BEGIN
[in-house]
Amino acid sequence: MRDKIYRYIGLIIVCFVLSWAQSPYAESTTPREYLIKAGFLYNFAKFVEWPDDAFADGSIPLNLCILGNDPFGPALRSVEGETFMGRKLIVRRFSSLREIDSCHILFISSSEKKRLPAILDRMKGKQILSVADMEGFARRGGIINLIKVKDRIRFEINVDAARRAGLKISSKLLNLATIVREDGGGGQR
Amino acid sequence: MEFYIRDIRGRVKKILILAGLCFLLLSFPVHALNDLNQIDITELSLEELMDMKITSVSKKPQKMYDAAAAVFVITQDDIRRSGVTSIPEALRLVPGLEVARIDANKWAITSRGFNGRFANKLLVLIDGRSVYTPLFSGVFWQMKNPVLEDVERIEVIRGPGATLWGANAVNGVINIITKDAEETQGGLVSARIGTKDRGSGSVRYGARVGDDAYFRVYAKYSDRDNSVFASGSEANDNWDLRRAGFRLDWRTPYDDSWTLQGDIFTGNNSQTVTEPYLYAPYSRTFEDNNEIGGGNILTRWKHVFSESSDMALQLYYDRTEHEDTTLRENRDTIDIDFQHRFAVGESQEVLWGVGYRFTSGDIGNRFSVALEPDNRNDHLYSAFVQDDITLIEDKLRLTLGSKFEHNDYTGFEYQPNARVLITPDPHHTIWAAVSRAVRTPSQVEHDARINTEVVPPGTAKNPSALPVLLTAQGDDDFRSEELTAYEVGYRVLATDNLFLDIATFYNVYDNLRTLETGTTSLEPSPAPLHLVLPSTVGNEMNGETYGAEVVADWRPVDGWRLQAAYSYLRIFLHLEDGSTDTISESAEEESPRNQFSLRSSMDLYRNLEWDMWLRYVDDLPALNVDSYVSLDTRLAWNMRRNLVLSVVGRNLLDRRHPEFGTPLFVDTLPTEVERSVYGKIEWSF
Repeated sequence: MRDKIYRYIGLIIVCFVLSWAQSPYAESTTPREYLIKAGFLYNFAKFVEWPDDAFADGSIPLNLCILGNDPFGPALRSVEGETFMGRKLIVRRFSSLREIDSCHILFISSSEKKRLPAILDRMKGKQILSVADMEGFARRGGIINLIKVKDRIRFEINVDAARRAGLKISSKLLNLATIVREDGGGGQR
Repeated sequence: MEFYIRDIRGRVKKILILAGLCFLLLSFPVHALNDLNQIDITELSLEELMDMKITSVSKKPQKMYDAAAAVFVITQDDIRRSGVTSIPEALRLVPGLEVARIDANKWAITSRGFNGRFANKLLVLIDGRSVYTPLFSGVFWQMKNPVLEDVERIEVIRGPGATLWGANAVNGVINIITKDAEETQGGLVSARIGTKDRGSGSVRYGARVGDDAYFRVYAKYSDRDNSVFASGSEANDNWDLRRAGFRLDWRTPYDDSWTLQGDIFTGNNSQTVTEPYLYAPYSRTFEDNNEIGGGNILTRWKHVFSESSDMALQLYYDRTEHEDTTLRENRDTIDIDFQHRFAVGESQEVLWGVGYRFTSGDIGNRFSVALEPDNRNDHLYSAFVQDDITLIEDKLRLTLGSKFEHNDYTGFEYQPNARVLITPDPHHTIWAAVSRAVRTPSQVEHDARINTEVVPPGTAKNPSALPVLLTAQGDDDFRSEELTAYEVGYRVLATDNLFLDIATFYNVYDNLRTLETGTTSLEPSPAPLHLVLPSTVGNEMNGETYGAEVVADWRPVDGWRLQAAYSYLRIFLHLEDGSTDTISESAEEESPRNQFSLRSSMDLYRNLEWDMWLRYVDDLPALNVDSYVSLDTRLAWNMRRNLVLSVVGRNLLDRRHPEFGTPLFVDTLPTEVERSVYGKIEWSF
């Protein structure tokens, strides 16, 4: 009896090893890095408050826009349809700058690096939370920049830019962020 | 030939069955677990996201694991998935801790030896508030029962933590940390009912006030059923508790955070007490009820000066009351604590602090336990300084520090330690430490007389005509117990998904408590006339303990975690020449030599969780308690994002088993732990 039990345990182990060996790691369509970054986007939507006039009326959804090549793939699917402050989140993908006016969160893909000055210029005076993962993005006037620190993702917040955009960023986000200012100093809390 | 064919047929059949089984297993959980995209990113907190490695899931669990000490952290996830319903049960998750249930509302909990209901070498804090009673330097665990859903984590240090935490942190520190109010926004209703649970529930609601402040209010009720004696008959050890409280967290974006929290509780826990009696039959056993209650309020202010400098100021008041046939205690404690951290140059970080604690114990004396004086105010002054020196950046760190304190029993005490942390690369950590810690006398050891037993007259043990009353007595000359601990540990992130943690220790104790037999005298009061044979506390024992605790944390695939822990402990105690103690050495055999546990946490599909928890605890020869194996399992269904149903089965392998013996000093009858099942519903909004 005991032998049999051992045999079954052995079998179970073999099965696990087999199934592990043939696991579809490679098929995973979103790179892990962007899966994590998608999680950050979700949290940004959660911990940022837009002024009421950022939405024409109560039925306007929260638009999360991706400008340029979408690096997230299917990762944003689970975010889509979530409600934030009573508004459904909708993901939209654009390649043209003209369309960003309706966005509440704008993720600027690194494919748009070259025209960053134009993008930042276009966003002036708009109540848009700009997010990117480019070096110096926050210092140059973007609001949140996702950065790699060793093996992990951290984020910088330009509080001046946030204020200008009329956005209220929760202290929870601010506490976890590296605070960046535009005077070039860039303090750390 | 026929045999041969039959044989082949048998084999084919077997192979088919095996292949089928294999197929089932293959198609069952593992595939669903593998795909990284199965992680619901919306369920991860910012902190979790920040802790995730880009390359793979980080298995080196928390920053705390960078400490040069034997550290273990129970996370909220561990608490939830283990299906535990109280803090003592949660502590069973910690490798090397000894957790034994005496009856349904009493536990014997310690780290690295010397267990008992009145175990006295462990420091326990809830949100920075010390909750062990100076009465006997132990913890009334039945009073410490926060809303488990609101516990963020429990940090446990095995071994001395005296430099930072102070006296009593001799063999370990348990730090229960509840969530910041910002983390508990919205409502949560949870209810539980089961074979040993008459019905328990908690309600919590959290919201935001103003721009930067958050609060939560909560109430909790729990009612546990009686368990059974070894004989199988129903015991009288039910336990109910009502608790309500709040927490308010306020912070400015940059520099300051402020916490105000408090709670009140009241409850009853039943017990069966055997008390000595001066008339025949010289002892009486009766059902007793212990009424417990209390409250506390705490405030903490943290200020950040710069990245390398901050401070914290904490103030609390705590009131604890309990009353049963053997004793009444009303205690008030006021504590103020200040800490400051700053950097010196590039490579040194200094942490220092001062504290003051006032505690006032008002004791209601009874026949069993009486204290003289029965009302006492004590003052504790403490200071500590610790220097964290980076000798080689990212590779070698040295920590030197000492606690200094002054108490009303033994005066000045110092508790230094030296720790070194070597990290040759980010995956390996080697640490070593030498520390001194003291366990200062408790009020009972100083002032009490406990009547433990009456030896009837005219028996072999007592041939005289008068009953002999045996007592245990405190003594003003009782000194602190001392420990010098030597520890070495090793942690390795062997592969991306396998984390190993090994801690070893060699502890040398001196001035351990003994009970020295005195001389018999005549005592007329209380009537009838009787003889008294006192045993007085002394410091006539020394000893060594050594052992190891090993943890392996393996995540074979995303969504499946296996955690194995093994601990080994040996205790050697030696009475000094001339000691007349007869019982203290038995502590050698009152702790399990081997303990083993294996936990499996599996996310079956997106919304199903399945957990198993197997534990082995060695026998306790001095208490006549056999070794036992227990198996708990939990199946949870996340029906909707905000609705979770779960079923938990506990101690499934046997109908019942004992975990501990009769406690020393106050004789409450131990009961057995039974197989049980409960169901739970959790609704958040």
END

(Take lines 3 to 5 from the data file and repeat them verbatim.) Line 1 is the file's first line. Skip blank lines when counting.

Amino acid sequence: MEFYIRDIRGRVKKILILAGLCFLLLSFPVHALNDLNQIDITELSLEELMDMKITSVSKKPQKMYDAAAAVFVITQDDIRRSGVTSIPEALRLVPGLEVARIDANKWAITSRGFNGRFANKLLVLIDGRSVYTPLFSGVFWQMKNPVLEDVERIEVIRGPGATLWGANAVNGVINIITKDAEETQGGLVSARIGTKDRGSGSVRYGARVGDDAYFRVYAKYSDRDNSVFASGSEANDNWDLRRAGFRLDWRTPYDDSWTLQGDIFTGNNSQTVTEPYLYAPYSRTFEDNNEIGGGNILTRWKHVFSESSDMALQLYYDRTEHEDTTLRENRDTIDIDFQHRFAVGESQEVLWGVGYRFTSGDIGNRFSVALEPDNRNDHLYSAFVQDDITLIEDKLRLTLGSKFEHNDYTGFEYQPNARVLITPDPHHTIWAAVSRAVRTPSQVEHDARINTEVVPPGTAKNPSALPVLLTAQGDDDFRSEELTAYEVGYRVLATDNLFLDIATFYNVYDNLRTLETGTTSLEPSPAPLHLVLPSTVGNEMNGETYGAEVVADWRPVDGWRLQAAYSYLRIFLHLEDGSTDTISESAEEESPRNQFSLRSSMDLYRNLEWDMWLRYVDDLPALNVDSYVSLDTRLAWNMRRNLVLSVVGRNLLDRRHPEFGTPLFVDTLPTEVERSVYGKIEWSF
Repeated sequence: MRDKIYRYIGLIIVCFVLSWAQSPYAESTTPREYLIKAGFLYNFAKFVEWPDDAFADGSIPLNLCILGNDPFGPALRSVEGETFMGRKLIVRRFSSLREIDSCHILFISSSEKKRLPAILDRMKGKQILSVADMEGFARRGGIINLIKVKDRIRFEINVDAARRAGLKISSKLLNLATIVREDGGGGQR
Repeated sequence: MEFYIRDIRGRVKKILILAGLCFLLLSFPVHALNDLNQIDITELSLEELMDMKITSVSKKPQKMYDAAAAVFVITQDDIRRSGVTSIPEALRLVPGLEVARIDANKWAITSRGFNGRFANKLLVLIDGRSVYTPLFSGVFWQMKNPVLEDVERIEVIRGPGATLWGANAVNGVINIITKDAEETQGGLVSARIGTKDRGSGSVRYGARVGDDAYFRVYAKYSDRDNSVFASGSEANDNWDLRRAGFRLDWRTPYDDSWTLQGDIFTGNNSQTVTEPYLYAPYSRTFEDNNEIGGGNILTRWKHVFSESSDMALQLYYDRTEHEDTTLRENRDTIDIDFQHRFAVGESQEVLWGVGYRFTSGDIGNRFSVALEPDNRNDHLYSAFVQDDITLIEDKLRLTLGSKFEHNDYTGFEYQPNARVLITPDPHHTIWAAVSRAVRTPSQVEHDARINTEVVPPGTAKNPSALPVLLTAQGDDDFRSEELTAYEVGYRVLATDNLFLDIATFYNVYDNLRTLETGTTSLEPSPAPLHLVLPSTVGNEMNGETYGAEVVADWRPVDGWRLQAAYSYLRIFLHLEDGSTDTISESAEEESPRNQFSLRSSMDLYRNLEWDMWLRYVDDLPALNVDSYVSLDTRLAWNMRRNLVLSVVGRNLLDRRHPEFGTPLFVDTLPTEVERSVYGKIEWSF